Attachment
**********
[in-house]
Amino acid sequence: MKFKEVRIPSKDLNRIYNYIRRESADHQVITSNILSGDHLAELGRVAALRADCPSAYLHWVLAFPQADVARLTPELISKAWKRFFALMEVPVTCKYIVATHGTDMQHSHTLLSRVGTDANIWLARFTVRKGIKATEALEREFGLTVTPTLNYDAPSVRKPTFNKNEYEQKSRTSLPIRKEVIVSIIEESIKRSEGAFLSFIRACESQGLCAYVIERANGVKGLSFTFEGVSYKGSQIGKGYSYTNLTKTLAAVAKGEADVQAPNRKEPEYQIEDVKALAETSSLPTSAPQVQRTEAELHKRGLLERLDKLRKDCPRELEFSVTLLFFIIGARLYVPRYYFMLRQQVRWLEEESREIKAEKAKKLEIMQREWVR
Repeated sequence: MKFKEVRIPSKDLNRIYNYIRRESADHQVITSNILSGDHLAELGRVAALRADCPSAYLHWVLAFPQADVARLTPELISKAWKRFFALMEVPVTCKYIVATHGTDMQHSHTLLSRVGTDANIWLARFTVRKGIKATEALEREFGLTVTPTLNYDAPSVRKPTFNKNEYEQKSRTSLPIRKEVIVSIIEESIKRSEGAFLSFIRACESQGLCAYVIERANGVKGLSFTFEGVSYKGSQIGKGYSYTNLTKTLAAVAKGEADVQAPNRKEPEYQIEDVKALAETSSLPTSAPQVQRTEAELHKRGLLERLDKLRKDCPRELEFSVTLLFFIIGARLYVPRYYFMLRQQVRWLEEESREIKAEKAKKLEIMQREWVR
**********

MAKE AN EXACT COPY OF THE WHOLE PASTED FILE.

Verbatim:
[in-house]
Amino acid sequence: MKFKEVRIPSKDLNRIYNYIRRESADHQVITSNILSGDHLAELGRVAALRADCPSAYLHWVLAFPQADVARLTPELISKAWKRFFALMEVPVTCKYIVATHGTDMQHSHTLLSRVGTDANIWLARFTVRKGIKATEALEREFGLTVTPTLNYDAPSVRKPTFNKNEYEQKSRTSLPIRKEVIVSIIEESIKRSEGAFLSFIRACESQGLCAYVIERANGVKGLSFTFEGVSYKGSQIGKGYSYTNLTKTLAAVAKGEADVQAPNRKEPEYQIEDVKALAETSSLPTSAPQVQRTEAELHKRGLLERLDKLRKDCPRELEFSVTLLFFIIGARLYVPRYYFMLRQQVRWLEEESREIKAEKAKKLEIMQREWVR
Repeated sequence: MKFKEVRIPSKDLNRIYNYIRRESADHQVITSNILSGDHLAELGRVAALRADCPSAYLHWVLAFPQADVARLTPELISKAWKRFFALMEVPVTCKYIVATHGTDMQHSHTLLSRVGTDANIWLARFTVRKGIKATEALEREFGLTVTPTLNYDAPSVRKPTFNKNEYEQKSRTSLPIRKEVIVSIIEESIKRSEGAFLSFIRACESQGLCAYVIERANGVKGLSFTFEGVSYKGSQIGKGYSYTNLTKTLAAVAKGEADVQAPNRKEPEYQIEDVKALAETSSLPTSAPQVQRTEAELHKRGLLERLDKLRKDCPRELEFSVTLLFFIIGARLYVPRYYFMLRQQVRWLEEESREIKAEKAKKLEIMQREWVR